Jump to content
  • Welcome to the eG Forums, a service of the eGullet Society for Culinary Arts & Letters. The Society is a 501(c)3 not-for-profit organization dedicated to the advancement of the culinary arts. These advertising-free forums are provided free of charge through donations from Society members. Anyone may read the forums, but to post you must create a free account.

Biscuits and Sausage Gravy Help


bilrus
 Share

Recommended Posts

I have been craving biscuits with sausage gravy. I can figure out the biscuits, but can't find anything about how to make the gravy.

Anyone have any ideas or places they can point me?

I thank you in advance. My arteries - not so much.

Bill Russell

Link to comment
Share on other sites

I have been craving biscuits with sausage gravy.  I can figure out the biscuits, but can't find anything about how to make the gravy.

Anyone have any ideas or places they can point me?

I thank you in advance.  My arteries - not so much.

I have a fantastic recipe at home. VERY simple. I cut it out of a magazine, so I'm not sure I can post it here, but if you'd like, I can send it to you via PM.

Sherri A. Jackson
Link to comment
Share on other sites

try this: cook some sausage (out of the casing) creating a good amount of fond. Pour off most of the fat, leaving a few Ts. Add a few teas of flour to make your roux. Cook it, but not too much. Add milk, scraping up the fond. Season heavily with pepper, a little cayenne, salt.

It's probably not authentic, but I like it.

Link to comment
Share on other sites

Jack McDavid, at his Down Home Diner in Philadelphia's Reading Terminal Market, makes the best sausage gravy I've had north or south of the Mason Dixon line. He calls it Rich Man's gravy cause it comes with big chunks of sausage in it. Poor Man's has some sausage drippings but no sausage.

Jack also does a variation which he calls Red Eye gravy. Like Rich Man's but with Mr. Moyer's ham (country style, but not salty country style). Jack concedes it's not really Red Eye gravy but he says Philadelphian won't go near the genuine article. He's made real red eye for me when he gets tired of hearing me complain, so he knows the difference.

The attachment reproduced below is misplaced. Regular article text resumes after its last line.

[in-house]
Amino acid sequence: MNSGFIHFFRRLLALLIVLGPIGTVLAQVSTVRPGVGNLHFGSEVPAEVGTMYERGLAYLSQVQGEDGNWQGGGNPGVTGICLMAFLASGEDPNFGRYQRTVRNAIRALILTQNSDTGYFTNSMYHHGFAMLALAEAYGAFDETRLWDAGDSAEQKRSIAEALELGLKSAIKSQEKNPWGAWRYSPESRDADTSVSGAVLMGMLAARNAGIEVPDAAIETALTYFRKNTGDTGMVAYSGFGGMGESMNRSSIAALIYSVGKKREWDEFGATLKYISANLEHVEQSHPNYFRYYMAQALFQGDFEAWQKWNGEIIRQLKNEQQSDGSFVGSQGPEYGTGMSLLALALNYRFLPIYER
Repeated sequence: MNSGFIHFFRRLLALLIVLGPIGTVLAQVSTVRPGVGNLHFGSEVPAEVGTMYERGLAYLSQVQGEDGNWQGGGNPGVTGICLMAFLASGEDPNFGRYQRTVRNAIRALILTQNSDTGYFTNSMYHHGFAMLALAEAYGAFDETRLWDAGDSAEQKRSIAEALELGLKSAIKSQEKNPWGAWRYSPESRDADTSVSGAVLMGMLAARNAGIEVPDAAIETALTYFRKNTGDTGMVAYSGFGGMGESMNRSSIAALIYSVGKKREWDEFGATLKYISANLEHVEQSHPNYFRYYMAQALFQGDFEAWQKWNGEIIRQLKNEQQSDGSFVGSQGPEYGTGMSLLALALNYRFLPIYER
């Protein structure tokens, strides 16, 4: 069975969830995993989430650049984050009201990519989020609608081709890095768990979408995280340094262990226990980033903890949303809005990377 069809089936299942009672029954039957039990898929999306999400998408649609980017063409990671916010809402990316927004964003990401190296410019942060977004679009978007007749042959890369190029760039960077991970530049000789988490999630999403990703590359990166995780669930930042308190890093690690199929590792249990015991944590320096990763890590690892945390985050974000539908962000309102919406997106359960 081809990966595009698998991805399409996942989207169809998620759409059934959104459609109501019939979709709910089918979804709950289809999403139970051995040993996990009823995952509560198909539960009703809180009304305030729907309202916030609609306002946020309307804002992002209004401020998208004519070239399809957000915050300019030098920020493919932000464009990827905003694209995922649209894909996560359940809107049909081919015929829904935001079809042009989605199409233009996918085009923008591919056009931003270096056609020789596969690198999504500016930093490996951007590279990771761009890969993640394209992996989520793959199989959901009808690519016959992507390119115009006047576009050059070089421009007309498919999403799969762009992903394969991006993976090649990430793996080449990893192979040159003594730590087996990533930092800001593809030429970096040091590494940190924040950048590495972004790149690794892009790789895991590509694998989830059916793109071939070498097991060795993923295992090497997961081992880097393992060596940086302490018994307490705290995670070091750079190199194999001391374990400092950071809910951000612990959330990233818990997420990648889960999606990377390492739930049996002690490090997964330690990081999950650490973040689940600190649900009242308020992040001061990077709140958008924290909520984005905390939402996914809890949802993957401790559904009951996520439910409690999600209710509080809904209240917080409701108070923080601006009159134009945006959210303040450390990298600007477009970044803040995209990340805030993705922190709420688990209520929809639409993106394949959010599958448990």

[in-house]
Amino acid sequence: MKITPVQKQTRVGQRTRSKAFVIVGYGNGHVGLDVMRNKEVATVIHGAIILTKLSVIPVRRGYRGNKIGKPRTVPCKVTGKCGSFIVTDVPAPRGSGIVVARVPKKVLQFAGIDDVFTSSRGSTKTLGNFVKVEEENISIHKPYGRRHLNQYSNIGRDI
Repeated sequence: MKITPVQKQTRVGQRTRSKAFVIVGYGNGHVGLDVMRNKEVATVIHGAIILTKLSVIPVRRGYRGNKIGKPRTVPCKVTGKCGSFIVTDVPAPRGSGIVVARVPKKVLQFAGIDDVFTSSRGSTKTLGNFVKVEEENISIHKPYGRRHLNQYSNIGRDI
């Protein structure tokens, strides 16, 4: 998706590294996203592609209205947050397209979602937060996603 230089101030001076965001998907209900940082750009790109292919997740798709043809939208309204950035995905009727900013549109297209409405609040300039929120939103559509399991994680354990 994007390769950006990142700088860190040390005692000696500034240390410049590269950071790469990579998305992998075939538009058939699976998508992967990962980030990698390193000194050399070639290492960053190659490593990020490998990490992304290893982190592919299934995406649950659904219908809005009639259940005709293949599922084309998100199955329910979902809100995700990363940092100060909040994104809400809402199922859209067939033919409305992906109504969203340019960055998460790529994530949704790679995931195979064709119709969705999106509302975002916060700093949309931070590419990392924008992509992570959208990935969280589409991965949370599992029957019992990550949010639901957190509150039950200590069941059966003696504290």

Holly Moore

"I eat, therefore I am."

HollyEats.Com

Twitter

Link to comment
Share on other sites

Here's a real live recipe: oink.

Stone is a much better candidate for Real Live Southerner than I, obviously. I always imagined a sausage patty on the biscuit.

Apparently, that's not so. It's white sauce made from pan drippings, crumbled sausage added, served (over? in?) a biscuit? Is that the correct visual?

Margaret McArthur

"Take it easy, but take it."

Studs Terkel

1912-2008

A sensational tennis blog from freakyfrites

margaretmcarthur.com

Link to comment
Share on other sites

Two variations on a theme.

First as a side, where one can dunk the biscuit or ladle the gravy over it.

SilverSkillet-HamEggs.jpg

The other as the main course. This is Jack McDavid's version served with sausage patty and baked apple slices on the side.

DownHom-SausageGravy4.jpg

Holly Moore

"I eat, therefore I am."

HollyEats.Com

Twitter

Link to comment
Share on other sites

Thanks, Holly.  It does look as I'd imagined it: Kind of grey and gluey and lumpy.

(Not that it's a bad thing, or anything.)

The gray is the lighting or possibly the photographer. The color is greasy off white. More light brownish than gray.

Nor is it gluey. Rather, bechamelish.

The lumpier the better, the lumps coming from sausage meat and not flour.

A very "comforting" breakfast.

Holly Moore

"I eat, therefore I am."

HollyEats.Com

Twitter

Link to comment
Share on other sites

It's really just milk gravy made with sausage drippings, with sausage added back in. A little hot sauce is good, too. If you're on the pig cooking brigade, I can make biscuits with sausage gravy Saturday morning. I mean, you should have some pork for every meal, right?